Maintaining neutrality in dispute mediation: Managing disagreement while managing not to disagree

Research output: Contribution to journalArticlepeer-review

Abstract

Dispute mediators are active but neutral facilitators of discussion. Their job is inevitably marked by the need to manage multiple competing demands. These competing demands are a paradigm case of the kind of situation that the pragmatics literature has identified as giving rise to the production of various complex, nonstraightforward ways of talking. This paper shows three tactics mediators use to manage their multiple competing demands: indirect advocacy, framing of advocacy, and equivocal advocacy. These tactics serve as functional substitutes for more simple and straightforward moves of direction, correction, disagreement, argument, and the like. In this way, mediators manage disputes while maintaining an appearance of neutrality.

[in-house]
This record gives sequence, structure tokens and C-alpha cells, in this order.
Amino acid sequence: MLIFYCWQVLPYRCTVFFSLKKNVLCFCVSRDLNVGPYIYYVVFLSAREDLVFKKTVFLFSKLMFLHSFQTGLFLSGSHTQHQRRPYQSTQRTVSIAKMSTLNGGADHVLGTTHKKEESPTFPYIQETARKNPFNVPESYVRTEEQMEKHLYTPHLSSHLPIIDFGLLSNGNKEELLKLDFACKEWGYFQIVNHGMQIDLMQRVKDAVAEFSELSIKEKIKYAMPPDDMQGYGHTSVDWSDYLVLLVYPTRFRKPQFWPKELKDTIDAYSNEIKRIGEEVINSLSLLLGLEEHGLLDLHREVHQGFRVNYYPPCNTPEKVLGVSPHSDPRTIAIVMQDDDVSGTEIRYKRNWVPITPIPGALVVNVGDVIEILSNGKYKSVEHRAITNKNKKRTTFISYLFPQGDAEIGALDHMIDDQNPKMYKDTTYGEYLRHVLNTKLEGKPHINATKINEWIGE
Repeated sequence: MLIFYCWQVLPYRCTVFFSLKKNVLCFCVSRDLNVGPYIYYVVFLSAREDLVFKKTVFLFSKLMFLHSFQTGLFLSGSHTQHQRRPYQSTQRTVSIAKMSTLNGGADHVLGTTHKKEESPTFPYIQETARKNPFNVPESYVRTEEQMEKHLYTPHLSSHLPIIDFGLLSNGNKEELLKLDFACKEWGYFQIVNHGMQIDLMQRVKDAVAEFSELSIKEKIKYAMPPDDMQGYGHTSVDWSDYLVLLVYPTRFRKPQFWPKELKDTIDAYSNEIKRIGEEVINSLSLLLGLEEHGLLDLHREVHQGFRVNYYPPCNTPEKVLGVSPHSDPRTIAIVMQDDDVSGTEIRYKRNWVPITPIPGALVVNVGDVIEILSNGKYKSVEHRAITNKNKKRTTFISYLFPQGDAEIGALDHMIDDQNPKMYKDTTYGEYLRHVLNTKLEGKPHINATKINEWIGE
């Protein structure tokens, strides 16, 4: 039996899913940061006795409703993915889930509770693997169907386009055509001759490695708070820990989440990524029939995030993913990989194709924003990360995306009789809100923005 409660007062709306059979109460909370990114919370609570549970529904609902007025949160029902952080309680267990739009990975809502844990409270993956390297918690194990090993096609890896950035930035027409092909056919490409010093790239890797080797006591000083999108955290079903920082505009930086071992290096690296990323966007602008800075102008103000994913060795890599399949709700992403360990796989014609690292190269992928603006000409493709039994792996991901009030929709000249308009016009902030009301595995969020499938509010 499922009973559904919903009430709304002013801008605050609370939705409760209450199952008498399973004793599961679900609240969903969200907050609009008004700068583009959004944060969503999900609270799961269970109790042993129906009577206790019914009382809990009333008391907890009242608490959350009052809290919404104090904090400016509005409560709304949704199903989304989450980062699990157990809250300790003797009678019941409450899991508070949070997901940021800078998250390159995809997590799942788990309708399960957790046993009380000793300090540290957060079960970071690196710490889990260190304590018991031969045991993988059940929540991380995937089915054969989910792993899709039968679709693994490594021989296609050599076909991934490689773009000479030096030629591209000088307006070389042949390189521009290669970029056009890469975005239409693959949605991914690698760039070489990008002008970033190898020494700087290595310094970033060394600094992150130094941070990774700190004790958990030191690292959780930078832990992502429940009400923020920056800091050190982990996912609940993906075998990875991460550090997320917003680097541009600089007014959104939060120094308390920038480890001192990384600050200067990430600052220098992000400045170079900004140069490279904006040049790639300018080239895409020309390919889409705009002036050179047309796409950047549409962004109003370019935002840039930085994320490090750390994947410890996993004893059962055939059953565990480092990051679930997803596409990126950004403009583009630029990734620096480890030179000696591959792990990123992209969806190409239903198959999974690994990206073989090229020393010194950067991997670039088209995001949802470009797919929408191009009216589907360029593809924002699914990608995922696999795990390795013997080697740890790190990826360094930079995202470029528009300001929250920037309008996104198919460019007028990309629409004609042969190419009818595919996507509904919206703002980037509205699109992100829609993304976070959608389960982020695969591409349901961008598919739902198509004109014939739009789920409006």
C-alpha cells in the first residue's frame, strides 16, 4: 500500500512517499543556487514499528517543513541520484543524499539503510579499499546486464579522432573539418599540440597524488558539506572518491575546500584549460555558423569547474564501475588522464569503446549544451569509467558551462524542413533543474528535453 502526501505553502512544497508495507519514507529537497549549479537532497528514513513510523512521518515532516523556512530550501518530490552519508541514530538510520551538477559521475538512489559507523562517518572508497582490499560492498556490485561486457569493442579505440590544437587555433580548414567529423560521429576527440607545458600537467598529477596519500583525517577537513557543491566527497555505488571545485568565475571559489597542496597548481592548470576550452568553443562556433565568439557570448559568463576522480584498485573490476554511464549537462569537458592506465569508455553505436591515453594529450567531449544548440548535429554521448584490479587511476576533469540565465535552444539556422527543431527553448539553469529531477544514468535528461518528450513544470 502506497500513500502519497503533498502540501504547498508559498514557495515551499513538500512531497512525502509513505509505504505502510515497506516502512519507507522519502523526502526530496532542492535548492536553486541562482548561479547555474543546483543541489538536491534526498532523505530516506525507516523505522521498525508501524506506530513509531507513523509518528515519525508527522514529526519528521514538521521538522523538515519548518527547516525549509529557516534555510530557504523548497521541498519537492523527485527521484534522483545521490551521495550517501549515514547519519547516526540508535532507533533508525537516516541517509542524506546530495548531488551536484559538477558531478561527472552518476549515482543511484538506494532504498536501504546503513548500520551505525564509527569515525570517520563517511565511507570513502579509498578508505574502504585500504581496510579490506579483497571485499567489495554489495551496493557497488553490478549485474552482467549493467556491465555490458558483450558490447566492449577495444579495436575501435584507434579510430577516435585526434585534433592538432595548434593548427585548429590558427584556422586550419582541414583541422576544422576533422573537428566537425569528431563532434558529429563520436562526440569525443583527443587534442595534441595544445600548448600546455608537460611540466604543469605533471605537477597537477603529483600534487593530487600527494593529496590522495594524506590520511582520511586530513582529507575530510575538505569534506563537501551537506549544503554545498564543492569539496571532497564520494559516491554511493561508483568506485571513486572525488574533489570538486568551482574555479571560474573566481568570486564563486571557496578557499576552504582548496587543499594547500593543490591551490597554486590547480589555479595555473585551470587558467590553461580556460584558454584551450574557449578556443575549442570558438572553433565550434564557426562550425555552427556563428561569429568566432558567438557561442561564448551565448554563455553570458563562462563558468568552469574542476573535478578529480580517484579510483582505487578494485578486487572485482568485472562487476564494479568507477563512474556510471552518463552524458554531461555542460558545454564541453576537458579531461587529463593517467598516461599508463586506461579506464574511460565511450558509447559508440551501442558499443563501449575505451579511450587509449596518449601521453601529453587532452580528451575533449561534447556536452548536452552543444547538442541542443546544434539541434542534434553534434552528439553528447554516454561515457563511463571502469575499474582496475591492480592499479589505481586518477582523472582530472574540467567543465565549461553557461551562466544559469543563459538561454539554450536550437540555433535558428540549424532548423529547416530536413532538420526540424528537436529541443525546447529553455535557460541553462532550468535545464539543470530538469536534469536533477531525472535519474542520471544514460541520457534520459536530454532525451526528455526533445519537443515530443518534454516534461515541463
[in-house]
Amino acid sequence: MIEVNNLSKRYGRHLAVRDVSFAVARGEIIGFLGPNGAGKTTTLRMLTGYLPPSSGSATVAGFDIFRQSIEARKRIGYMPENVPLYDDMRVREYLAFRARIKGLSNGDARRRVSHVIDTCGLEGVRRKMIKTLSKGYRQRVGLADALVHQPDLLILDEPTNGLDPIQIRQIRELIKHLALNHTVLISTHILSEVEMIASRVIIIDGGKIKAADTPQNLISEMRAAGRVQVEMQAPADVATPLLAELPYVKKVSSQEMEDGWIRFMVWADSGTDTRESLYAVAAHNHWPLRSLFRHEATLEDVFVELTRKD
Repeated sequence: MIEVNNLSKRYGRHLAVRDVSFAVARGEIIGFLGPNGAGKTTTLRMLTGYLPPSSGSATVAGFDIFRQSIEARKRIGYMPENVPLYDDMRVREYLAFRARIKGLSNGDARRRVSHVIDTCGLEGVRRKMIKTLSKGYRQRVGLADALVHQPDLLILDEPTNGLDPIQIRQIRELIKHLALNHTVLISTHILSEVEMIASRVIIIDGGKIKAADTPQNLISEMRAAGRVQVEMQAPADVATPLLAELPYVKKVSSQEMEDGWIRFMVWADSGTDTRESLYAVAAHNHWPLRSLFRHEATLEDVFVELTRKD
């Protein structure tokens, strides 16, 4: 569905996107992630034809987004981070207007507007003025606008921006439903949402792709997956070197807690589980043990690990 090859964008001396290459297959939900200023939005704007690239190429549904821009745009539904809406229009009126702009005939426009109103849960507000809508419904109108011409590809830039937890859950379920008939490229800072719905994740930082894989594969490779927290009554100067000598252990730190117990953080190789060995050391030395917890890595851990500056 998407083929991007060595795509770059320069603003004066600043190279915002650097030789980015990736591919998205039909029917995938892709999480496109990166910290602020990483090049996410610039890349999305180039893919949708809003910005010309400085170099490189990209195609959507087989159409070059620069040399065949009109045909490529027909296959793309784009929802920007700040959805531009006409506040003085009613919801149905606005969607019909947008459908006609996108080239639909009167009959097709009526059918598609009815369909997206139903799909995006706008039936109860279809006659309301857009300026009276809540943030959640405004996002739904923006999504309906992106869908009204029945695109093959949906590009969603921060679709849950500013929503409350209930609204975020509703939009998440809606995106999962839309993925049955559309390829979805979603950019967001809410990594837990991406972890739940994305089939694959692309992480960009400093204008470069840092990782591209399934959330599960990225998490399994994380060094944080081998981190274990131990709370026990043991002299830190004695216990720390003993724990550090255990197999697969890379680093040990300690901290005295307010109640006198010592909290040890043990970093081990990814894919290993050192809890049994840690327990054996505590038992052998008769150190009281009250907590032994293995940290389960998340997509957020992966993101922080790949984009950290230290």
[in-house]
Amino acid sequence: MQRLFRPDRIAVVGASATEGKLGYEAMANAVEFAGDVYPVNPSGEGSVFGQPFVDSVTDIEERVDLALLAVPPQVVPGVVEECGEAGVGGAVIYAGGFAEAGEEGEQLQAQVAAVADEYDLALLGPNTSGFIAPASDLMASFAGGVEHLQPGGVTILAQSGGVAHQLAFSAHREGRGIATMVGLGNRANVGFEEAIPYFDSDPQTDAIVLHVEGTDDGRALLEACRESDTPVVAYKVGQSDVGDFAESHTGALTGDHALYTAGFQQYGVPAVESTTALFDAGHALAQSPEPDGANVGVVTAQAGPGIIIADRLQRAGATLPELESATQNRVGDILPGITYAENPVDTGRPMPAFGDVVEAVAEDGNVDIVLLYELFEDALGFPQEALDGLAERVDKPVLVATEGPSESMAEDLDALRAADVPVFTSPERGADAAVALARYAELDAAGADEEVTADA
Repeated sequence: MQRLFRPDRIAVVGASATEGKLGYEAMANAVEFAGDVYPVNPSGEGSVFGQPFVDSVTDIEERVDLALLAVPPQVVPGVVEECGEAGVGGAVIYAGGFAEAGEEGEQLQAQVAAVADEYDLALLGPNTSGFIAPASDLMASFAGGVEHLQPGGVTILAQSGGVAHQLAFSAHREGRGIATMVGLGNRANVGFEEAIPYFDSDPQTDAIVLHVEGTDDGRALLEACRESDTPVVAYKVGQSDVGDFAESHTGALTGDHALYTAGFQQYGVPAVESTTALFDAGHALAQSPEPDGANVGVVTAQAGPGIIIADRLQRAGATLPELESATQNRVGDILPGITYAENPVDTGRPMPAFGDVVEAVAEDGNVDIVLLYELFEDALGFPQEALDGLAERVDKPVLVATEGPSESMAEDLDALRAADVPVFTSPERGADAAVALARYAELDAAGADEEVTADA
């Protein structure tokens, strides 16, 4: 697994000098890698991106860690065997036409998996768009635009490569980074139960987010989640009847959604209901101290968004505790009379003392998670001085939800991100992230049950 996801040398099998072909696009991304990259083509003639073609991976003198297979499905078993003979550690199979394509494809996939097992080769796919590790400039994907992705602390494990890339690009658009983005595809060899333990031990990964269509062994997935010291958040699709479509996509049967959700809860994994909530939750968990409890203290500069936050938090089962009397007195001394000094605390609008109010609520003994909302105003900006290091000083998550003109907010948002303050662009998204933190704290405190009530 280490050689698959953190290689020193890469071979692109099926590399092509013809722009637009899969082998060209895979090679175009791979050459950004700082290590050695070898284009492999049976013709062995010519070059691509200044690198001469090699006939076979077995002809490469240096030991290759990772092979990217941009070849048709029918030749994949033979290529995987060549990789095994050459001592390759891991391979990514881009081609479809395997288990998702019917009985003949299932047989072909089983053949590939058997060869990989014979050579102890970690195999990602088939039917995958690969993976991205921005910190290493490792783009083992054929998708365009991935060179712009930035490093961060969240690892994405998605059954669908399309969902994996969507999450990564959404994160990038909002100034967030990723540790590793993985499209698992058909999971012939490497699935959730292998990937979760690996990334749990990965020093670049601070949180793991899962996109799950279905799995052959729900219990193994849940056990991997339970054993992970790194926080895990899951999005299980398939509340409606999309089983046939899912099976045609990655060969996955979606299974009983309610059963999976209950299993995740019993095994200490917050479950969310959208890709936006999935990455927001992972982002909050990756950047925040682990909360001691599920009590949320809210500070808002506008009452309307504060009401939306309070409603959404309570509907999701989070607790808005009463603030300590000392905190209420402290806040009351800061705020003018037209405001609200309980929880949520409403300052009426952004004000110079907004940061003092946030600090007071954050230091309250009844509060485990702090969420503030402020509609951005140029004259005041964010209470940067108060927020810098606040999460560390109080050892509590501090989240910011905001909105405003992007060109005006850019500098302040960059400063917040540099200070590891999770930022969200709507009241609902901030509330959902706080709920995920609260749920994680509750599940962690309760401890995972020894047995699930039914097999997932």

Original languageEnglish (US)
Pages (from-to)1403-1426
Number of pages24
JournalJournal of Pragmatics
Volume34
Issue number10-11
DOIs
StatePublished - Aug 19 2002
Externally publishedYes

Keywords

  • Argument
  • Conflict resolution
  • Dilemma
  • Disagreement
  • Dispute mediation
  • Implicature
  • Indirection
  • Multiple demands
  • Neutrality

ASJC Scopus subject areas

  • Language and Linguistics
  • Linguistics and Language
  • Artificial Intelligence

Fingerprint Dive into the research topics of 'Maintaining neutrality in dispute mediation: Managing disagreement while managing not to disagree'. Together they form a unique fingerprint.

Cite this